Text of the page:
27. 27. MONGODB SECURITY (2) Enable Security:  “--auth” command line option  “--keyFile” for replica sets and sharding  Pre-requisite: Add a user to the admin db. Trusted environment  “--bindip” option (IP based control) Administration Interface Security:  “--nohttpinterface” option Server-side JavaScript execution  “--noscripting” option 27
  28. 28. DEMO 1 28
  29. 29. CASSANDRA SECURITY Package: org.apache.cassandra.auth Authentication:  IAuthenticator interface  AllAuthenticator (default)  SimpleAuthenticator (cassandra.yaml)  Custom Authentication Provider  Login operation (added in v0.7) Authorization:  IAuthority interface  SimpleAuthority  AllowAllAuthority Encryption: 29  Uses MD5 Encryption
  30. 30. DEMO 2 30
  31. 31. NEO4J SECURITY No Security at the data level No security on the REST access layer Run Neo4J server behind a proxy (mod_proxy) 31
  32. 32. DEMO 3 32
  33. 33. AGENDA Introduction NoSQL and Security Current State of NoSQL Security Application Frameworks Sample Application Authentication and Authorization Encryption Logging Monitoring Best Practices 33 Conclusions
  34. 34. DATA PROTECTION Data Loss Prevention (DLP):  Data at Rest  Data in Transit  Data in Use Cryptography  Encryption  Decryption  Hashing 34
  35. 35. DATABASE SECURITY DB Level Security Table Level Row Level 35
  36. 36. COMMUNICATION LAYER SECURITY Transport Layer Security Message Security 36
  37. 37. AGENDA Introduction NoSQL and Security Current State of NoSQL Security Application Frameworks Sample Application Authentication and Authorization Encryption Logging Monitoring Best Practices 37 Conclusions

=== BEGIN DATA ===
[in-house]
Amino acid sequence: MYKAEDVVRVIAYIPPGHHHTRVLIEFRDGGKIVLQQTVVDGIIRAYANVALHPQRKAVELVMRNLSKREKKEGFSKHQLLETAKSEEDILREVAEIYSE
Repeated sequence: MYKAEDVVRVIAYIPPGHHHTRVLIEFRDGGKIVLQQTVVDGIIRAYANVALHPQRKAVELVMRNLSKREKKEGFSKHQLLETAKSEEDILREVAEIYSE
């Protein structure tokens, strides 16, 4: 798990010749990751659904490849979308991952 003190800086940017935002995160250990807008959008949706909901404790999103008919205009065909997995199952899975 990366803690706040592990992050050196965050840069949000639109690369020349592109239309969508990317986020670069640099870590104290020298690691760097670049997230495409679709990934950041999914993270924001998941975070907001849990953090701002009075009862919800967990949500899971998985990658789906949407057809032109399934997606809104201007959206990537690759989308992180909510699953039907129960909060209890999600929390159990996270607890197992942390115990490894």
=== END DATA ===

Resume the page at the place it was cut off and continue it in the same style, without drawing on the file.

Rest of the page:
38. 38. SECURITY LOGGING AND AUDITING Logging  Log4J  Custom Appender for secure logging Security Analytics  Security BI  SIEM 38
  39. 39. LOGGING BEST PRACTICES What data needs to be logged for security analytics purposes? What should be the log format for business v. security logs? Do we need to store the security logs in a different file (a new log4j appender) so only authorized users (admin) will have access to it? How would the logs work with SIEM tool (if applicable)? 39
  40. 40. AGENDA Introduction NoSQL and Security Current State of NoSQL Security Application Frameworks Sample Application Authentication and Authorization Encryption Logging Monitoring Best Practices 40 Conclusions
  41. 41. MONITORING Standards:  JMX - JSR??  Remote JMX - JSR?? Tools:  JConsole/VisualVM 41
  42. 42. MONITORING MongoDB  MongoDB Data Profiler Cassandra  JMX  Integrating JMX  MX4J Neo4J  JMX support 42
  43. 43. OTHER SECURITY USE CASES FOR NOSQL MongoDB for Logging  Capped collections Cassandra for Logging Neo4J  ACL (graph data pattern)  Semantic Web for Security  Security Ontology 43
  44. 44. ACLS - THE GRAPH DATABASE WAY 44Source: http://wiki.neo4j.org/content/ACL
  45. 45. SECURITY VULNERABILITIES Connection Pollution JSON Injection Key Brute Force HTTP/REST based attacks Server-side JavaScript (SSJS):  Integral to many NoSQL databases such as MongoDB and Neo4j. 45
  46. 46. NOSQL - POTENTIAL SECURITYVULNERABILITIESNoSQL DB Security Vulnerability NotesMongoDB SQL injection In PHPMongoDB Blind SQL injectionMongoDB Null Byte InjectionMongoDB/ DOSSpiderMonkeyCouchDB / XSS Admin interfaceFutonCouchDB String comparison, Timing Attack Authentication 46
  47. 47. AGENDA Introduction NoSQL and Security Current State of NoSQL Security Application Frameworks Sample Application Authentication and Authorization Encryption Logging Monitoring Best Practices 47 Conclusions
  48. 48. BEST PRACTICES Input Validation Output Validation (Encoding/Escaping) 48
  49. 49. TOOLS AND TECHNIQUES NoSQL Development:  Neoclipse  Spring Tool Suite (STS) for Spring Data projects Security:  Static and Dynamic (Blackbox) Scanners for NoSQL  LAPSE+: Security scanner for detecting vulnerabilities in Java EE Applications.  w3af (Web Application Attack and Audit Framework)  Fuzzing: hzzp  SQL InjectMe  ZAP  HackBar  Test HackBar  Burp Suite  Tamper Data 49  WATOBO http://resources.infosecinstitute.com/owasp-top-10-tools-and-tactics/